In the 54 answers cited as “least favorites” are standard and useful interview questions.  These include:

  • Why are you looking for a change?
  • Where do you see yourself in five years?
  • Why do you want to work for our company?
  • Why do you want to leave your current organization?
  • What kind of a manager do you prefer?
  • How have you handled a difficult situation with a supervisor?
  • What is your greatest failure?
  • What questions do you have for us?

I have said for many years that recruiters and hiring managers are often bad at interviewing, so a recruiter who might cite one of the above as a least favorite just doesn’t know how to ask better questions, and/or, doesn’t know how to assess an answer to one of these.  I’ve also said many times that job seekers need to be prepared to show value to the employer in every answer they give, no matter the question.  You can’t have a least favorite interview question when you are out looking for a job.  There is no room for fear, a chip on the shoulder, or any other form of putting obstacles in your own way.  The stakes are too high.  For the job seeker, if you are having a live interview, that has tremendous value.  You can’t afford to “cop an attitude” because you don’t like a question.  And, as long as  I’m being critical, for the interviewer, how can you be so sure this person won’t do a good job, unless you do your job first.   Interviewers need to prepare meaningful questions that really get at whether the candidate can do the job, not mess around with “cute” questions, like “If you were an animal, what kind would you be?” (another least favorite).

With all the technological advances in business, sometimes I think hiring is still in the stone age.  People, be prepared.  Ask good questions, give good answers.

You Get Hired for What You Know, You Get Fired For…

Tuesday, April 26th, 2011

Great article this week on Psychology Today website called You Get Hired for What You Know; You Get Fired For….  Spoiler alert:  They authors claim you get fired for WHO YOU ARE. The subtitle of the article is:  Lessons from our favorite leadership nightmare, The Office’s Steve Carell.

I fundamentally agree with this interesting point of view – that a candidate can mask most flaws to get hired, but that a person’s basic flaws ultimately will show in the workplace, and for some people, will prevent them from achieving great success. 

The author’s advice to employers is to probe deeply for traits that manifest themselves in success (and in failure, by their absence), and to see if you can discover the truth about what will be a prospective hire’s undoing.  Not a bad idea, but we stick by our often repeated suggestion:   Ask performance based questions to detect the person’s capability to do specifically what you need done!  Probing into the specifics of relevant successes and failures will get you even more precise qualifying information.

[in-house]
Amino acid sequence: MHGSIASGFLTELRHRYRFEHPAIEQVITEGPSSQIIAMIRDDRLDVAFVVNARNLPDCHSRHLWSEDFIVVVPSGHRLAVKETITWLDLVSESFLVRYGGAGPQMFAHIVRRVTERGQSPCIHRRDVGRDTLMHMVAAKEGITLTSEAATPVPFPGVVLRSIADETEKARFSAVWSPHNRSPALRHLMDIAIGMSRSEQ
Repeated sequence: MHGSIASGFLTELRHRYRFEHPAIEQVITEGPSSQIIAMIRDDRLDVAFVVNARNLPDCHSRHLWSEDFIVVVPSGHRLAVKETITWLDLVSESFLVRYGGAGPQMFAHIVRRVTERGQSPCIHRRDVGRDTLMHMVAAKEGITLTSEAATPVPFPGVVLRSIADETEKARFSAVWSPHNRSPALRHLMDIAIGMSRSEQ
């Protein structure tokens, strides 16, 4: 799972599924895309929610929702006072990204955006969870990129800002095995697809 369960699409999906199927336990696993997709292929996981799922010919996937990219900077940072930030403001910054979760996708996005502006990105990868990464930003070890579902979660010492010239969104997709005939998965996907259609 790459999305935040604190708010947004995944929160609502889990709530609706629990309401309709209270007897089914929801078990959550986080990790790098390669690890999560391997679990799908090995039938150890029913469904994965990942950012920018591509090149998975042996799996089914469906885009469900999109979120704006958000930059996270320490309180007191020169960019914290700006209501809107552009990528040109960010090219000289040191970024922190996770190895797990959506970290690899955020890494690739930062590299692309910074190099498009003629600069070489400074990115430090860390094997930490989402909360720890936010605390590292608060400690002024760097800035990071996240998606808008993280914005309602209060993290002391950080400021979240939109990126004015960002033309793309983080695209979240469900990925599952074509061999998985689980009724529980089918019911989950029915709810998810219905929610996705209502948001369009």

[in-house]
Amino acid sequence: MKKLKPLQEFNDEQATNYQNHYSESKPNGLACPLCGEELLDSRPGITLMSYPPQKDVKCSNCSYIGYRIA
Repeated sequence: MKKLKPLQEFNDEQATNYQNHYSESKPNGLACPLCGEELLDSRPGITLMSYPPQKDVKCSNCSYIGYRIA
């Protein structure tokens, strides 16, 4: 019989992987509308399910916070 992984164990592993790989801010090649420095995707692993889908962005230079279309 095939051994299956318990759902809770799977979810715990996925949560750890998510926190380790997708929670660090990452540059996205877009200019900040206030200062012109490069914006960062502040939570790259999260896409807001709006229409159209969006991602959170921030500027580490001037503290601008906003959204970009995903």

Psychology Today’s archives are full of interesting articles that relate to behavior in the workplace, so explore more of these for good writing by experts.

What Questions Do You Have For Me?

Thursday, April 14th, 2011

[Based on an answer I provided today on a LinkedIN Staffing/Hiring question:]

There is a moment near the end of job interviews when the interviewer finally is relaxed.  When the interviewer has been asking questions, and assessing your answers, they are working.  When you hear the magic question “What questions do you have for me?”, they are ready to relax.  This is a golden opportunity that most interviewees squander. 

Biggest DON’T:  Do not ask about hours, benefits, vacations, all the “What’s in it for me?” questions.  There will be time to get these answered when the offer is being extended. 

Employers do expect and value when you ask questions – it demonstrates genuine interest, so you do want to have a few serious questions ready.  You can perhaps ask about things that came up during the interview, and stay mostly focused on clarifying anything you need to understand about the company or the job requirements.

When you are talking to the hiring manager (the person who would be your boss), the most valuable thing you can do at this golden moment is capitalize on the interviewer’s relaxed state to create a bond AND cement your value to the employer, by showing them why you care about them, and about getting them the solution they need in this hire.  Ask:  “What keeps you up at night?”, or “What problems really get solved when the right person is hired for this position?”, or, “What gets better for you professionally when you bring in the right person for this?”

You may find that the interviewer lets down their guard, and really shares something meaningful.  Be sure to respond with an empathetic, solution-focused statement that further illustrates why you are the answer to their needs.  When you leave, the interviewer will say to themselves, “Wow, that candidate really GETS it!”  This favorable emotional response will help ensure you will get the offer.